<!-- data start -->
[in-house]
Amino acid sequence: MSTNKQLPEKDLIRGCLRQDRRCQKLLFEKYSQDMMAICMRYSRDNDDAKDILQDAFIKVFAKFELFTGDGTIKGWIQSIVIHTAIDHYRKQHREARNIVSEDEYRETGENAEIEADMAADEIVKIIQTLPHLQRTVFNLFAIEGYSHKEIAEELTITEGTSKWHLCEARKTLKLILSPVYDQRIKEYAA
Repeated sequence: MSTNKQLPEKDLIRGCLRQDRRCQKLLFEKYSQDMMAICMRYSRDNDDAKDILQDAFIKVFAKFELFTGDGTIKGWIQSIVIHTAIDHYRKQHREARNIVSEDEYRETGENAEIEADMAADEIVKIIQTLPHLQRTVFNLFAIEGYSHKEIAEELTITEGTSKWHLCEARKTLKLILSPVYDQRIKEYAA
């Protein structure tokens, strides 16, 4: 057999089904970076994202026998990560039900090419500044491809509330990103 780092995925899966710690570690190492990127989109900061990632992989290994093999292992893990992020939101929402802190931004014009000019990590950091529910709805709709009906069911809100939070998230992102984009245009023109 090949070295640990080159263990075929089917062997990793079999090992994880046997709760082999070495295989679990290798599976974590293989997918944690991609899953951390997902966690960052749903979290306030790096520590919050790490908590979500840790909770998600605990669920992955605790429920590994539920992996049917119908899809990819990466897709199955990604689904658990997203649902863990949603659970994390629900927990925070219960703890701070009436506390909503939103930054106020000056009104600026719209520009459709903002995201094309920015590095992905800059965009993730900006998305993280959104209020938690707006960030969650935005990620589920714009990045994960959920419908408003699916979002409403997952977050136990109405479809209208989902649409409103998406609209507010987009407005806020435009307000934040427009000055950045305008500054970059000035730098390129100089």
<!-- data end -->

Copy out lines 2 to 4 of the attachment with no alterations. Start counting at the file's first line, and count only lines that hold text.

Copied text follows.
Amino acid sequence: MSTNKQLPEKDLIRGCLRQDRRCQKLLFEKYSQDMMAICMRYSRDNDDAKDILQDAFIKVFAKFELFTGDGTIKGWIQSIVIHTAIDHYRKQHREARNIVSEDEYRETGENAEIEADMAADEIVKIIQTLPHLQRTVFNLFAIEGYSHKEIAEELTITEGTSKWHLCEARKTLKLILSPVYDQRIKEYAA
Repeated sequence: MSTNKQLPEKDLIRGCLRQDRRCQKLLFEKYSQDMMAICMRYSRDNDDAKDILQDAFIKVFAKFELFTGDGTIKGWIQSIVIHTAIDHYRKQHREARNIVSEDEYRETGENAEIEADMAADEIVKIIQTLPHLQRTVFNLFAIEGYSHKEIAEELTITEGTSKWHLCEARKTLKLILSPVYDQRIKEYAA
């Protein structure tokens, strides 16, 4: 057999089904970076994202026998990560039900090419500044491809509330990103 780092995925899966710690570690190492990127989109900061990632992989290994093999292992893990992020939101929402802190931004014009000019990590950091529910709805709709009906069911809100939070998230992102984009245009023109 090949070295640990080159263990075929089917062997990793079999090992994880046997709760082999070495295989679990290798599976974590293989997918944690991609899953951390997902966690960052749903979290306030790096520590919050790490908590979500840790909770998600605990669920992955605790429920590994539920992996049917119908899809990819990466897709199955990604689904658990997203649902863990949603659970994390629900927990925070219960703890701070009436506390909503939103930054106020000056009104600026719209520009459709903002995201094309920015590095992905800059965009993730900006998305993280959104209020938690707006960030969650935005990620589920714009990045994960959920419908408003699916979002409403997952977050136990109405479809209208989902649409409103998406609209507010987009407005806020435009307000934040427009000055950045305008500054970059000035730098390129100089």